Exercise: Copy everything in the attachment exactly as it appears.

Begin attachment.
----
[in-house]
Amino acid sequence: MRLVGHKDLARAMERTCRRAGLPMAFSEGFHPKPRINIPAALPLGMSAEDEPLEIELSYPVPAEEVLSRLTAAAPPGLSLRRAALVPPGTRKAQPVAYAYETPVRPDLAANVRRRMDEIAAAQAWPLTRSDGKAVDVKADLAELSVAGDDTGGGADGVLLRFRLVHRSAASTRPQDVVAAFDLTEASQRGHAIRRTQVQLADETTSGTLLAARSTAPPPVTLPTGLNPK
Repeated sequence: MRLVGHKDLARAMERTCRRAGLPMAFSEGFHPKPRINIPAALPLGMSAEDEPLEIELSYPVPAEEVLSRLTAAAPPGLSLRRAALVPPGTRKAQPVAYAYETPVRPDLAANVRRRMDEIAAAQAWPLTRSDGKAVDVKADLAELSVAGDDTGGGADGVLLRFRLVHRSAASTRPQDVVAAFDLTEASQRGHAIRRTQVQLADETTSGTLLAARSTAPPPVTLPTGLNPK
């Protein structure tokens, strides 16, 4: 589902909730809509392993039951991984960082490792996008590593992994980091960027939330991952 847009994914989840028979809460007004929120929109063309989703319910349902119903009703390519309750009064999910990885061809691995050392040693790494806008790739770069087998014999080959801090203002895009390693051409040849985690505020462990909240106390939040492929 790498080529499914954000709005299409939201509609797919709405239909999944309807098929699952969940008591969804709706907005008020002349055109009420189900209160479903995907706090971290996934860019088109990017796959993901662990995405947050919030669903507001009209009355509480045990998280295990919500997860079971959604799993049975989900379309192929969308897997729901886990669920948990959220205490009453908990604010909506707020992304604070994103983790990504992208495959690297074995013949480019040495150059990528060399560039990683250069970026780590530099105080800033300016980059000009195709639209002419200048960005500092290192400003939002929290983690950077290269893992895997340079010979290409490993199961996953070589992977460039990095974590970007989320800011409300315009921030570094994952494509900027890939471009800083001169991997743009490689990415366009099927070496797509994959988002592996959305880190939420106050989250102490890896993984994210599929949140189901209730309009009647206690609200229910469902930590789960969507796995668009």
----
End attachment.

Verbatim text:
[in-house]
Amino acid sequence: MRLVGHKDLARAMERTCRRAGLPMAFSEGFHPKPRINIPAALPLGMSAEDEPLEIELSYPVPAEEVLSRLTAAAPPGLSLRRAALVPPGTRKAQPVAYAYETPVRPDLAANVRRRMDEIAAAQAWPLTRSDGKAVDVKADLAELSVAGDDTGGGADGVLLRFRLVHRSAASTRPQDVVAAFDLTEASQRGHAIRRTQVQLADETTSGTLLAARSTAPPPVTLPTGLNPK
Repeated sequence: MRLVGHKDLARAMERTCRRAGLPMAFSEGFHPKPRINIPAALPLGMSAEDEPLEIELSYPVPAEEVLSRLTAAAPPGLSLRRAALVPPGTRKAQPVAYAYETPVRPDLAANVRRRMDEIAAAQAWPLTRSDGKAVDVKADLAELSVAGDDTGGGADGVLLRFRLVHRSAASTRPQDVVAAFDLTEASQRGHAIRRTQVQLADETTSGTLLAARSTAPPPVTLPTGLNPK
């Protein structure tokens, strides 16, 4: 589902909730809509392993039951991984960082490792996008590593992994980091960027939330991952 847009994914989840028979809460007004929120929109063309989703319910349902119903009703390519309750009064999910990885061809691995050392040693790494806008790739770069087998014999080959801090203002895009390693051409040849985690505020462990909240106390939040492929 790498080529499914954000709005299409939201509609797919709405239909999944309807098929699952969940008591969804709706907005008020002349055109009420189900209160479903995907706090971290996934860019088109990017796959993901662990995405947050919030669903507001009209009355509480045990998280295990919500997860079971959604799993049975989900379309192929969308897997729901886990669920948990959220205490009453908990604010909506707020992304604070994103983790990504992208495959690297074995013949480019040495150059990528060399560039990683250069970026780590530099105080800033300016980059000009195709639209002419200048960005500092290192400003939002929290983690950077290269893992895997340079010979290409490993199961996953070589992977460039990095974590970007989320800011409300315009921030570094994952494509900027890939471009800083001169991997743009490689990415366009099927070496797509994959988002592996959305880190939420106050989250102490890896993984994210599929949140189901209730309009009647206690609200229910469902930590789960969507796995668009």